Thanks for posting though – great photos – and a look into history.

    • housecrazy says:

      Hi Brian, thanks for the clarification. I shouldn’t pass judgement on Lindbergh – I never knew the guy persoanlly. However, I have read several eye witness accounts of him doing really bizarre (borderline child abuse stuff) before his son ever went missing.
      But again, that’s just what I read from the public records. I think everyone will make their own opinion based on what information they read.

  • Henry says:

    My mother knew Charles Lindbergh and his wife, Anne, because she worked as a maid, working for the Morrow household. It was during the early 1940’s. It was very interesting listening to my mother talk about them. They treated my mother well. My family also knew the cook who worked for the Morrows. The cook was like an aunt to me. When I was young, we drove by the Morrow estate and we saw the Lindbergh home from a distance.

  • Greg says:

    Verye nice summary! Thanks fore taking the time. Nice photos! Personally, I think Hauptman did it all by himself, but that can bee debated on the sites you posted. Thanks again!

  • Janet Smith says:

    Everyone who wants to find out the most current information on this crime, read “Cemetery John” by Robert Zorn. It was not done alone – totally impossible.

  • Miz Kizzle says:

    The Lone Eagle was indeed an odd duck. He liked playing sadistic tricks on people, like the time he filled a guy’s canteen with a caustic liquid and laughed when the poor fellow drank from it and burned his esophagus.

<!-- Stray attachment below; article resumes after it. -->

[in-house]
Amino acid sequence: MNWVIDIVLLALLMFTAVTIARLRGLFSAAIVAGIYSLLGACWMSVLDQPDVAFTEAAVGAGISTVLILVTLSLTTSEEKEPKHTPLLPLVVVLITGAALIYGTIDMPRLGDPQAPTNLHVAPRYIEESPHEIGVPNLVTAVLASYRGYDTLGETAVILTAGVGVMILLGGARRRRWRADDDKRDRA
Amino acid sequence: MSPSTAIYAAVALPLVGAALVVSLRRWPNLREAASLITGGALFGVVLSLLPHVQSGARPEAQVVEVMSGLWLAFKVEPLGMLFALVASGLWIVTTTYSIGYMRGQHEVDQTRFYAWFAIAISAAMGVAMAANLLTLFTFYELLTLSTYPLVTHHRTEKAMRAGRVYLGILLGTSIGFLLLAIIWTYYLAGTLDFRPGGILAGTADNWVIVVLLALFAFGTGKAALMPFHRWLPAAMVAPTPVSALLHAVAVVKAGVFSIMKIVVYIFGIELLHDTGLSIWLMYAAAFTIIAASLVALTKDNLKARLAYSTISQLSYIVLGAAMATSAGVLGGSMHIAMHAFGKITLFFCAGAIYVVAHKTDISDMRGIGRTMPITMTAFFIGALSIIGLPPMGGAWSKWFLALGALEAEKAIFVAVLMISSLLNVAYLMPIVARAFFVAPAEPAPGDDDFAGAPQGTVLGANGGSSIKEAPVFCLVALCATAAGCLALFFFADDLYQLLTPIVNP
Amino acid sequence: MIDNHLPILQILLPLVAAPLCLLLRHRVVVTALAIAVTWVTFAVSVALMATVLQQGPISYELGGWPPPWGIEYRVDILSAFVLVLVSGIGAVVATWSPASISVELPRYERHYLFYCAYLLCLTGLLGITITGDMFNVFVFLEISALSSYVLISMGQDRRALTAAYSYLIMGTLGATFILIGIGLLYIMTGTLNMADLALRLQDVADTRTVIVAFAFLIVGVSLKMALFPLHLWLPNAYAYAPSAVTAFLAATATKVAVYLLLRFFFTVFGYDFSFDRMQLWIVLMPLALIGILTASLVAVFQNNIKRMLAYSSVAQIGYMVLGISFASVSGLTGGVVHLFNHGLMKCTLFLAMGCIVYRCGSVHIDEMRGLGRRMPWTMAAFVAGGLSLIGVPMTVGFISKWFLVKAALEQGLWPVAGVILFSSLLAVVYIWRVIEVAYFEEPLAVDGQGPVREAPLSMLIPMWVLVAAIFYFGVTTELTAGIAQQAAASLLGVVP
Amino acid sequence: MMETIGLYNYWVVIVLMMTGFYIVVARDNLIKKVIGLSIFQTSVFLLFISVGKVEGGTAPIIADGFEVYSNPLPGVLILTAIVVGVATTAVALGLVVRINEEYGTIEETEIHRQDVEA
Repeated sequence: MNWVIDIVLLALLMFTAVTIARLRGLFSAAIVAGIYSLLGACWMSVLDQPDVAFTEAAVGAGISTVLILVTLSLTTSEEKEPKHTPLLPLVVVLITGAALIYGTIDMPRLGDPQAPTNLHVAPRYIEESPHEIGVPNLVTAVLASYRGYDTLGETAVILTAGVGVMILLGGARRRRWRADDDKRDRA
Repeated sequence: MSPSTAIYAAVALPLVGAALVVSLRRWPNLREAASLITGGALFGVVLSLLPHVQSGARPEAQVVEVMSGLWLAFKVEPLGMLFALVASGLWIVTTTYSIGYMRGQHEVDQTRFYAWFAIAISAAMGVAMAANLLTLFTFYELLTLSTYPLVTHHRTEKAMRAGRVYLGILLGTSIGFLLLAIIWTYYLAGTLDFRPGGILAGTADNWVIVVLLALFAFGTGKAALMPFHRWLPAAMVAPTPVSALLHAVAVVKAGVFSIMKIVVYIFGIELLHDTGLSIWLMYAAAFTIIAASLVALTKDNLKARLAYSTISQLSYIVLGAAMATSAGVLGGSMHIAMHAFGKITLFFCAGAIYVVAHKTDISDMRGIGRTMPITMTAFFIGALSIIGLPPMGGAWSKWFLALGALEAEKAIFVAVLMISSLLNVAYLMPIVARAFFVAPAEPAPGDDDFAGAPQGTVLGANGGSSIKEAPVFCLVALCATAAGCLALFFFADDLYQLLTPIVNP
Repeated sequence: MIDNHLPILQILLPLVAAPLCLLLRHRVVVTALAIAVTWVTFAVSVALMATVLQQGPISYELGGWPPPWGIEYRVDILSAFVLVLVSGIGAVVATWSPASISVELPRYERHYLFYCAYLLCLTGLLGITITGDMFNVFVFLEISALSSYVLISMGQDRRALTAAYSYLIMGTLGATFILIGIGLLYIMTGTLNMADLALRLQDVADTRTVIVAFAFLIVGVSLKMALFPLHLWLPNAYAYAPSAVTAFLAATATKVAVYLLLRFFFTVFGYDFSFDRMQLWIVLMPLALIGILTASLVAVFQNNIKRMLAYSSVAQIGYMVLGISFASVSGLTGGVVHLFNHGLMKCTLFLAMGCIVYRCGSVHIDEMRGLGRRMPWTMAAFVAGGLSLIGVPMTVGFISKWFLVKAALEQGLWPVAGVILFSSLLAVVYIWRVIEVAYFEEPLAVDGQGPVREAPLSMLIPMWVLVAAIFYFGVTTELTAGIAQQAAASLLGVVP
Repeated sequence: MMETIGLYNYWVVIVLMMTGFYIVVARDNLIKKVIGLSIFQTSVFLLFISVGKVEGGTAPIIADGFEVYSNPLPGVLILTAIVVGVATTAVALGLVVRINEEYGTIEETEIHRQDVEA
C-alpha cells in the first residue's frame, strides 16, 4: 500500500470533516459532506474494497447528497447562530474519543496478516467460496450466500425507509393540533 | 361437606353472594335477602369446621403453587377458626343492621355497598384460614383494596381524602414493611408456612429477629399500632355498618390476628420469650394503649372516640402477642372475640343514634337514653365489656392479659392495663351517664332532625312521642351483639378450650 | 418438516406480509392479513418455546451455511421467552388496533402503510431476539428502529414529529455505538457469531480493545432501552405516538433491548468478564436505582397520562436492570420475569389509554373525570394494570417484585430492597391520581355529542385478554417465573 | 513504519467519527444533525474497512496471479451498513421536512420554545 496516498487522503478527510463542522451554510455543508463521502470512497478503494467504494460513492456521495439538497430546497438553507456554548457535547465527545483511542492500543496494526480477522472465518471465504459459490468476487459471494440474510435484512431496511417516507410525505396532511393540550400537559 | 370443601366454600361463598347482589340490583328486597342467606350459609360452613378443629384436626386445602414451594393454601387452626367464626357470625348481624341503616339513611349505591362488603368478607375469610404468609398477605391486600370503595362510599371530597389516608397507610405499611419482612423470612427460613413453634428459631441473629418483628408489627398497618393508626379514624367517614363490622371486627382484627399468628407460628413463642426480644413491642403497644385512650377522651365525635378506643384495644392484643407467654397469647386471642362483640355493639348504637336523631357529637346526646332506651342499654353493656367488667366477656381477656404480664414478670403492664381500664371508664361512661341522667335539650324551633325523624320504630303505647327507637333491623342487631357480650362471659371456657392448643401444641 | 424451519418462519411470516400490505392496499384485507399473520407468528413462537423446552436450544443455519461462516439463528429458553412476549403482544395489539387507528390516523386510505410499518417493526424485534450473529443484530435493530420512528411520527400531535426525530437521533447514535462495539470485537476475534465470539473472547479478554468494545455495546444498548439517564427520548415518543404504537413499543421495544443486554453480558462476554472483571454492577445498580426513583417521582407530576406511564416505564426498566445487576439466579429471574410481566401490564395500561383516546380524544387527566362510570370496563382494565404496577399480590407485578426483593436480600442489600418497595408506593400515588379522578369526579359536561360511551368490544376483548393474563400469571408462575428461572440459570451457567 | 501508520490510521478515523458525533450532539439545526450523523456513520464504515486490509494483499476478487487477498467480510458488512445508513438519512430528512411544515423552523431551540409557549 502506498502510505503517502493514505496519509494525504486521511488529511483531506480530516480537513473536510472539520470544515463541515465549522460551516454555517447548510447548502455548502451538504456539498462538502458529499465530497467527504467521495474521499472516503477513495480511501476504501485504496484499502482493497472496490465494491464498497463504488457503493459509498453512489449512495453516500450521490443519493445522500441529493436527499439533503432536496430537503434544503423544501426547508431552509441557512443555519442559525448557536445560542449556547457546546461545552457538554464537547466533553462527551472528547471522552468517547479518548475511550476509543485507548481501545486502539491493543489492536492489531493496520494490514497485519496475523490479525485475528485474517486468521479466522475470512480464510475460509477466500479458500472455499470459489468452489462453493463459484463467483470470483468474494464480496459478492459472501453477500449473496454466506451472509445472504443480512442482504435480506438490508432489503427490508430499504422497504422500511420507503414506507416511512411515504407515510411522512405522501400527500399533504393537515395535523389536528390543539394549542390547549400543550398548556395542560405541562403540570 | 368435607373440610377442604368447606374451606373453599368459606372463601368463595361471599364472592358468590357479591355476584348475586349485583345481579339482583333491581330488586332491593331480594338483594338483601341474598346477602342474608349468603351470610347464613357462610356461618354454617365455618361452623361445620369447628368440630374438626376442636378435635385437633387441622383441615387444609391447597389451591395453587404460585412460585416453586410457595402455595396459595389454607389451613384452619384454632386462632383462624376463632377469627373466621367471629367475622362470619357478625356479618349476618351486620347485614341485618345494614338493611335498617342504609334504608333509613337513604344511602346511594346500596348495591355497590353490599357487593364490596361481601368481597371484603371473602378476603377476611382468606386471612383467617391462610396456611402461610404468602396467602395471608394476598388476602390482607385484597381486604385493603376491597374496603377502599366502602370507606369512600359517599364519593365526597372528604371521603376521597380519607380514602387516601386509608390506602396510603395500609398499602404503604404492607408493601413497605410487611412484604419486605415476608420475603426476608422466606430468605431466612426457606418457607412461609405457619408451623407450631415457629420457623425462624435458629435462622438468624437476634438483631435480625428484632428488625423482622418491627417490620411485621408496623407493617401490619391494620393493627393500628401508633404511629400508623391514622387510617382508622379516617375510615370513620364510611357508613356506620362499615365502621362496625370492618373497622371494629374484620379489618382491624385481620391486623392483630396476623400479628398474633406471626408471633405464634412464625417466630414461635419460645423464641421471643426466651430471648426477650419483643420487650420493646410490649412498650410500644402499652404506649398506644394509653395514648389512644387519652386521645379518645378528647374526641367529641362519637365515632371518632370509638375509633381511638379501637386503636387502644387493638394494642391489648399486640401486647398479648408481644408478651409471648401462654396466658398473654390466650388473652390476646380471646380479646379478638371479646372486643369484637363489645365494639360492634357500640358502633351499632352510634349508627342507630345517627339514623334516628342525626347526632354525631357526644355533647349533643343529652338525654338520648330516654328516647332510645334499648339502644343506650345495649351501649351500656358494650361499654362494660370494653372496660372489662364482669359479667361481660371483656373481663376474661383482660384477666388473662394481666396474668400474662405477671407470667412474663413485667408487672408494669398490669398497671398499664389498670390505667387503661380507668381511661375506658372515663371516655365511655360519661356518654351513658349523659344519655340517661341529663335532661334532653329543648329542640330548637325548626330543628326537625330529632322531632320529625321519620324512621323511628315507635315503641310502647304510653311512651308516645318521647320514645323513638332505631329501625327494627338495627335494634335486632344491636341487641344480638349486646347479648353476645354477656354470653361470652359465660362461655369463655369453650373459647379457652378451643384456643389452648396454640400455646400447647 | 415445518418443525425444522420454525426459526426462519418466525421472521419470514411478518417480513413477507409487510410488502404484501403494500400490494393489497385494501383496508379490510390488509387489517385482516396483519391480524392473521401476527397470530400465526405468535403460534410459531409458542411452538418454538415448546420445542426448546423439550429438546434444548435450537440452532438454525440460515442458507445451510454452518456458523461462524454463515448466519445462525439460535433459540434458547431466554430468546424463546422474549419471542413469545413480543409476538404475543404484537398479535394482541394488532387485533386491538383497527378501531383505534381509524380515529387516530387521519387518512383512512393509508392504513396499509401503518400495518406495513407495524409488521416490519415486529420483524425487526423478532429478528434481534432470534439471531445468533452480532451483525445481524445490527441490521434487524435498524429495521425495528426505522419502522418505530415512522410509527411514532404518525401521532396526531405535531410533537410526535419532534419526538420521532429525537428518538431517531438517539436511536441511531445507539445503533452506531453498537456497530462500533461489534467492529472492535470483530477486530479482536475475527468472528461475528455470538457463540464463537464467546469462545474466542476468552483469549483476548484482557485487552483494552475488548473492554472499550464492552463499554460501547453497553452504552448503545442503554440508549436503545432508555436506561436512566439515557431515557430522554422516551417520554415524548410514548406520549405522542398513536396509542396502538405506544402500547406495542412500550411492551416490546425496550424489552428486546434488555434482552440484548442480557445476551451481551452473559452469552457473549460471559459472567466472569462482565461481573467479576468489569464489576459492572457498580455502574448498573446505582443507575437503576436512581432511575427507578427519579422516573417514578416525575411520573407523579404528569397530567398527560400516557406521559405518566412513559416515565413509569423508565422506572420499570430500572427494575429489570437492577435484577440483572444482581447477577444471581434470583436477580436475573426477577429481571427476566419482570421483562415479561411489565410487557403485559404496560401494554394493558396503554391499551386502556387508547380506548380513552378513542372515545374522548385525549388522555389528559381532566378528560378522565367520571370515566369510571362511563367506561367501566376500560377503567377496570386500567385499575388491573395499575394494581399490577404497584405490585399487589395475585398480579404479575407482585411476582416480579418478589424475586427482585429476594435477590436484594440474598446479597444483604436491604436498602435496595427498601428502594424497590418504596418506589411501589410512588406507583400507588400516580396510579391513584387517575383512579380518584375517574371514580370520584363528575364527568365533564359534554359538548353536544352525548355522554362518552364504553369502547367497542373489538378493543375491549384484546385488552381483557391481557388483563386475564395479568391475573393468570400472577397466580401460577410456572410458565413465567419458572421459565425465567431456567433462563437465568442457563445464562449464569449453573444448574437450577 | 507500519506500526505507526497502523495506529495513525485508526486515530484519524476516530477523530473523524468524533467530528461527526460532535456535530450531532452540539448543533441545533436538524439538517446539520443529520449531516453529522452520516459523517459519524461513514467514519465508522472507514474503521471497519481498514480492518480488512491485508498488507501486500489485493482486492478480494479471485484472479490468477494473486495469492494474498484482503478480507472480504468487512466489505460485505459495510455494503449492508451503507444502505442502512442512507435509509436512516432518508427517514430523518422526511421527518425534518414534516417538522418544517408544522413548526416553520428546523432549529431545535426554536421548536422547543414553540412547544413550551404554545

He was a Nazi sympathizer who believed in eugenics and the supremacy of the white race. He almost bought a house in Berlin from a Jewish family shortly before the outbreak of WW II, until he decided against going through with the deal because he feared the homeowners would use the money to escape from Germany.
    He was a great pilot but he was NOT a nice guy.
    He also had several illegitimate children with two Swiss sisters…

  • Glenn Mathus says:

    Best site on the subject so far. Answered many of my questions. We will visit the museum in West Trenton. We do kind of the same thing, maybe we can do something together. My 11 year old son is in all the videos.
    Glenn

  • Fred Clarke says:

    Well at last I have found the house t I was sent to during the war in the early 40s..I will always remember the name long barn nursery sevenoaks Kent.. I have seen on eBay ..a post card of the house ,with children .dressed in there little smocks like I was ..I can’t wait for the post card to arrive.. Maybe I am in the phot..! I spent my childhood until the age of 15 in children’s homes .if you were also at this house please get in touch ..my tel number is ..07790172!822..or if you have any memories relating to this subject please call me ..mr Frederick Clarke ..(nobby)

  • leni says:

    What about the house in hawaii?

  • I honestly do not believe that Charles Lindbergh, despite his politics of the 1940s (he was opposed to this country’s entry into WWII and made at least one speech that many felt to be anti-Semitic at a time when Hitler was destroying Europe’s Jews) could possibly have killed his own son. This is just nuttiness. He and Anne had five other children, and in fact he had several children with mistresses in Germany after WWII.